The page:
Pine Nuts: What to do about Syria and Snowden
July 1, 2013
The Tahoe Basin has a practical motto, "Less Fuel Means Less Threat."
Defensible Space has become a way of life in our highly combustible community, and we live by it on a day to day basis.
So the question comes to mind, why cannot the United States adopt such a practical approach to our highly inflammatory foreign policy?
Let's look at Syria. This is a conflagration that is raging out of control, but even now, "Less Fuel Means Less Threat."
Through my old eyes, there are no good guys in this conflict, only bad guys fighting worser guys if you will forgive my English.
At this point in a two year old conflict the worser guys have killed more people than the bad guys by a sizeable margin. So in the name of justice, we, the United States, are about to arm the bad guys with small arms so they can kill more of the worser guys.
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We are fighting fire with fire in a tinderbox where Russia, Iran and Hezbollah are behind the worser guys. This can't work out well.
Syria is akin to a prison riot. One rival gang is killing more than another so we decide to send arms to the weaker gang to make it a more even fight. This will only serve to prolong the killing.
Israel (the smartest person in the room) is keeping its eye on the ball — Iran. They know that whoever prevails in Syria is going to want Golan back, and they will have to deal with that when it happens.
Better minds than mine are orchestrating our arms intervention, so I can hope it will turn out well. But then better minds than mine also got us into Vietnam.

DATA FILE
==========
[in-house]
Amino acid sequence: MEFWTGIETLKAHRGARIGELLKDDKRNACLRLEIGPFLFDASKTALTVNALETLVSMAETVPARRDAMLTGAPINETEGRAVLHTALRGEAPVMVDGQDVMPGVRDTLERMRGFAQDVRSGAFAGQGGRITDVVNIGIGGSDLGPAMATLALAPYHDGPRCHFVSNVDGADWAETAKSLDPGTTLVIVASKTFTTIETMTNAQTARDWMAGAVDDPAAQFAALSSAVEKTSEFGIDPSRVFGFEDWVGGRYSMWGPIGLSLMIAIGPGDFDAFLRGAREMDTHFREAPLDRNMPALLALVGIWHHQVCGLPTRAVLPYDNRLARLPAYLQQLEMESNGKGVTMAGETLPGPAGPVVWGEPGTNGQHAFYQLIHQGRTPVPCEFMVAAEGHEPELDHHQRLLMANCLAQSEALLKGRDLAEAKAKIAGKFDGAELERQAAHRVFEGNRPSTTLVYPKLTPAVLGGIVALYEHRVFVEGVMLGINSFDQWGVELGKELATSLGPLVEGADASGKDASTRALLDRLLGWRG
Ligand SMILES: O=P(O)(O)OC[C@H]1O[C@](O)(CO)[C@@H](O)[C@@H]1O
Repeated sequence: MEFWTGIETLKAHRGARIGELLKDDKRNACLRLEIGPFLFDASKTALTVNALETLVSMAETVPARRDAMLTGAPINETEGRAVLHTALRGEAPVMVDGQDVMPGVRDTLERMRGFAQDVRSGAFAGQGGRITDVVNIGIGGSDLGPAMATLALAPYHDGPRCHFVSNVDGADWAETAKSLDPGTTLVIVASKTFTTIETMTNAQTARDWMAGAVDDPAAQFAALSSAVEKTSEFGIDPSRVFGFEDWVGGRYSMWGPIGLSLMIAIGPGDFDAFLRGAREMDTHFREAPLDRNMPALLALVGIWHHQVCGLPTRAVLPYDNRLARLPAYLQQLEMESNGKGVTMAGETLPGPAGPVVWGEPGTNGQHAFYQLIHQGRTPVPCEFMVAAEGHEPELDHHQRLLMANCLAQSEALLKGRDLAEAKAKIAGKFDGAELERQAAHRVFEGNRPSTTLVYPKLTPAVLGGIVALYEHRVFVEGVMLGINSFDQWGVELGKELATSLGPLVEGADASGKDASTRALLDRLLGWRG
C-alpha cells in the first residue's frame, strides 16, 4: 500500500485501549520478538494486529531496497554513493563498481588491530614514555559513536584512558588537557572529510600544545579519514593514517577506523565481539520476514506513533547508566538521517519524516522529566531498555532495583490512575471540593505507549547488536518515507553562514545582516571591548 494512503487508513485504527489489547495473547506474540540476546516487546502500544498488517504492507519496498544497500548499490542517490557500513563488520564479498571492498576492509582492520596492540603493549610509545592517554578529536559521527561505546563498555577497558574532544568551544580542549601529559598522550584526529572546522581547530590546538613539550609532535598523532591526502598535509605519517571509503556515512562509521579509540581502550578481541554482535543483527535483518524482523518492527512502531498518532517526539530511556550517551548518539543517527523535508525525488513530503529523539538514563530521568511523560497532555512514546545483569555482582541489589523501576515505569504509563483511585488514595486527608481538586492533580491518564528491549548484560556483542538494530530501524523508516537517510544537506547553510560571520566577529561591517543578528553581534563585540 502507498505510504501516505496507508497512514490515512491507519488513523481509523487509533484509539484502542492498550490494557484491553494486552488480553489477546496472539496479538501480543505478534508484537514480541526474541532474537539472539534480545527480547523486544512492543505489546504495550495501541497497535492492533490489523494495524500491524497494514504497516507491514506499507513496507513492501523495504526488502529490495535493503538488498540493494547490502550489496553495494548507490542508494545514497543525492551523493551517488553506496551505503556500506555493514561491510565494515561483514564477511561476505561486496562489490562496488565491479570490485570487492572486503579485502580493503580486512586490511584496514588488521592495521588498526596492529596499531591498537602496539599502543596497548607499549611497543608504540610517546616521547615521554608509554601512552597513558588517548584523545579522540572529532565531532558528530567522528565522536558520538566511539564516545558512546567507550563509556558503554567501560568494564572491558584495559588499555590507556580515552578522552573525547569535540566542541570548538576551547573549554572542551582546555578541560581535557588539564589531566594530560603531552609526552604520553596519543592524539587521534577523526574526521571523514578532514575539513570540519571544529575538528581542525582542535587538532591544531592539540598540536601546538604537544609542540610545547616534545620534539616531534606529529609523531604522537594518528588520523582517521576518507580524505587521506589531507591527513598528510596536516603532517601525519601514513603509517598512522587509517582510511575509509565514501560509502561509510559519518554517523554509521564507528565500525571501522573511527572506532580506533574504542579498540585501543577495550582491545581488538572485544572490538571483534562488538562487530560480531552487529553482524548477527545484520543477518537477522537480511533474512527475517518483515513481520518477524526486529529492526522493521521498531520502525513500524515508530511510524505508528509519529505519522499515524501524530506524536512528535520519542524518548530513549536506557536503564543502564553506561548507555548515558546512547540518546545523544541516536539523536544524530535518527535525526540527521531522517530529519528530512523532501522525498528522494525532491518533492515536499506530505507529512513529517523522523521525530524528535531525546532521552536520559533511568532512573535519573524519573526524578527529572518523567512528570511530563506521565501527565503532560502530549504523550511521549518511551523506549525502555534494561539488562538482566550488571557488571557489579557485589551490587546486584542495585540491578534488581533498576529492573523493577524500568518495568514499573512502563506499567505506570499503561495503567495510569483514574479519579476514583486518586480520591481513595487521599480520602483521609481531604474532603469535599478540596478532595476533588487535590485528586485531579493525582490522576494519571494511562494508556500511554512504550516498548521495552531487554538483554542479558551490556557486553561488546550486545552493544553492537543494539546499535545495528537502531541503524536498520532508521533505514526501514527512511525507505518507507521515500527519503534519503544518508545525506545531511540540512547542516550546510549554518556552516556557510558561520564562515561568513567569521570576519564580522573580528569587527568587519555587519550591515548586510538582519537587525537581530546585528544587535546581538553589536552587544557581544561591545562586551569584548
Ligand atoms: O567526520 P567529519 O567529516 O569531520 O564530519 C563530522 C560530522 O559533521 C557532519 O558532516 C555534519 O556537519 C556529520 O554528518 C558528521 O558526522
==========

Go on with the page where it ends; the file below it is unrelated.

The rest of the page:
Our red line should have been 50,000 killed, or better yet, 25,000. The president is leading from the rear again, and this time it's much too little much too late.
I'm afraid that's going to be his legacy. In full disclosure, this opinion comes from a citizen who voted for Obama twice.
But let's look at Edward Snowden. In the eyes of the world outside of America he is seen most widely as a whistle blower.
Mark Twain might like to say, "The only true patriot, the only rational patriot, is loyal to the nation all of the time, and loyal to the government when it deserves it."
Snowden is charged with espionage for divulging national secrets and the government has a tight case. At this point in time it appears that nothing Snowden blew the whistle on is criminal activity, so technically I guess he cannot be called a whistle blower.
Late in his life Mark Twain would make this observation, "Patriotism contemplates the opposite of a common brotherhood." I hope common brotherhood is where we are heading with all this.
So what should we do about Syria and Snowden? From this popcorn stand I say stay out of Syria's ancient religious rivalries, try Snowden in absentia, and let the chips fall where they may.
As I close this column Snowden still sits in Russia, and if nothing else, he has brought out a sense of humor in the former KGB agent Vladimir Putin, who is enjoying sticking a finger in Obama's eye.
When commenting on the Snowden affair Mr. Putin summed it up quite plainly, "It's like shearing a piglet, there's a lot of squealing and very little wool."
And just here, Mark Twain might like to say, "Against the assault of laughter nothing can stand."
Learn more about McAvoy Layne at http://www.ghostoftwain.org.